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ASSEMBLY ONLINE lockdown arts programme screens artist Emily Richardson’s films live on Facebook

PUBLISHED: 12:22 09 April 2020 | UPDATED: 12:22 09 April 2020

Free online film event from The Assembly House Trust (C) Assmembly House Trust

Free online film event from The Assembly House Trust (C) Assmembly House Trust

AHT

Tonight: Take an immersive tour of three incredible houses in East Anglia as arts charity The Assembly House Trust hosts a live screening of a renowned filmaker’s work.

Travel to three amazing houses as The Assembly House Trust hosts a screening of an internationally-renowned artist filmmaker’s work online.

The arts charity has a new programme, ASSEMBLY ONLINE, which is providing free arts events during the lockdown on Thursday evenings.

On April 9, a live event by Of & By will be hosted which will include a screening of artist Emily Richardson’s House Works trilogy after which she will be in conversation with contemporary art critic Jonathan P Watts.

An online audience will be able to join the live event from 7.30pm on Facebook, www.facebook.com/artsatah or by visiting www.assemblyhousetrust.org.uk/assembly-online.

The three short films explore radical domestic spaces in Essex and Suffolk.

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Emily Richardson is an artist filmmaker and researcher whose films explore the nature of our relationship to personal histories and the spaces we inhabit.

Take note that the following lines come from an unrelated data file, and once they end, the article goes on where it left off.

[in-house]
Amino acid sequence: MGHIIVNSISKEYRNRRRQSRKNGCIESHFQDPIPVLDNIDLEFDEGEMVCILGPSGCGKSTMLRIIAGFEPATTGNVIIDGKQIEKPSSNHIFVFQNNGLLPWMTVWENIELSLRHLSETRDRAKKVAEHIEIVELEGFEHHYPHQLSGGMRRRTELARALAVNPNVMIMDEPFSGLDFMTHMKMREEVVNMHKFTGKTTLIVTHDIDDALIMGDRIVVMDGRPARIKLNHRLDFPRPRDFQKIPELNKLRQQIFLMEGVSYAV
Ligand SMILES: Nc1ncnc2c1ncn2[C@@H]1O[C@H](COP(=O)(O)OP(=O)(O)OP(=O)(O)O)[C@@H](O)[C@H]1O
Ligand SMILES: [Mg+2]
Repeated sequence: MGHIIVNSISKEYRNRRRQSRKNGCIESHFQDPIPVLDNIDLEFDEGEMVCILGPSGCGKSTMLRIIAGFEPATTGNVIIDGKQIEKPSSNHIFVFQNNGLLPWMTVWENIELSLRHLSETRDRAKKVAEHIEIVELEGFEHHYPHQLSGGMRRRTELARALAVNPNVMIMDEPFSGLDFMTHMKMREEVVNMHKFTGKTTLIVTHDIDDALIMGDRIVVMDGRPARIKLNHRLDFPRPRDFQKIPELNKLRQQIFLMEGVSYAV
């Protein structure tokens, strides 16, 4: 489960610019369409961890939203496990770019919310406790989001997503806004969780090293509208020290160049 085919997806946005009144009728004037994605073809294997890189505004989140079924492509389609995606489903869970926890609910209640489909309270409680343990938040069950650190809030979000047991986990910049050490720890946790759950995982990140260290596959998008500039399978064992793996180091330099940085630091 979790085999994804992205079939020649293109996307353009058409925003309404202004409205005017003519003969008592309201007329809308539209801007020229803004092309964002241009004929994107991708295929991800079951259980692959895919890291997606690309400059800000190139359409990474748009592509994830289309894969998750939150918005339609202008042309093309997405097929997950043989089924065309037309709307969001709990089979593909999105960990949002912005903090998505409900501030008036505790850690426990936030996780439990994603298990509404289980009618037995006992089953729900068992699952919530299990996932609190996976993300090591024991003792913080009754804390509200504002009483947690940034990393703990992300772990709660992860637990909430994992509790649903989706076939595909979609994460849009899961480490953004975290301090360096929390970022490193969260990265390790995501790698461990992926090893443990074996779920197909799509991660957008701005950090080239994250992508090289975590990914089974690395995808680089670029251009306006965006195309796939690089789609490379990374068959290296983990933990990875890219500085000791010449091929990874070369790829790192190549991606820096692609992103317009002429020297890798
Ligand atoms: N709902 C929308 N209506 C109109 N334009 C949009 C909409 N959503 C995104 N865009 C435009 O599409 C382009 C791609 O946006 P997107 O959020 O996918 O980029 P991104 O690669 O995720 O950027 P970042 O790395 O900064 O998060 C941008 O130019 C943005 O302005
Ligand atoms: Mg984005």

Following completion of House Works, she has been working on a film collaboration with designer, Margaret Howell marking 50 years of her design practice, which will be shown in the UK and Japan.

Richardson’s films have been shown in galleries, museums and festivals internationally including Tate Modern and Tate Britain, London, Pompidou Centre, Paris, Barbican Cinema, London; Anthology Film Archives, New York and Venice, Edinburgh, BFI London, Rotterdam and New York Film Festivals.

The Spender House in Essex was designed in 1968 by Richard and Su Rogers for photographer and artist Humphrey Spender while Californian-style modernist pavilion Beach House was built on the Suffolk coast by architect John Penn.

Jim Cadbury-Brown’s Suffolk house at 3 Church Walk is one of the three houses featured in Richardson’s work and was designed by Cadbury-Brown and his wife Betty in 1962.

The film, from 2014, explores the house in its abandoned state when it was left in 2009 with a soundtrack composed from recordings of the objects, surfaces and materials of the house being ‘played’ as if they were instruments.

This is an Of & By event, a series of artist talks, screenings and discussions organised by the contemporary art critic Jonathan P. Watts and is made possible by funding from The Assembly House Trust.


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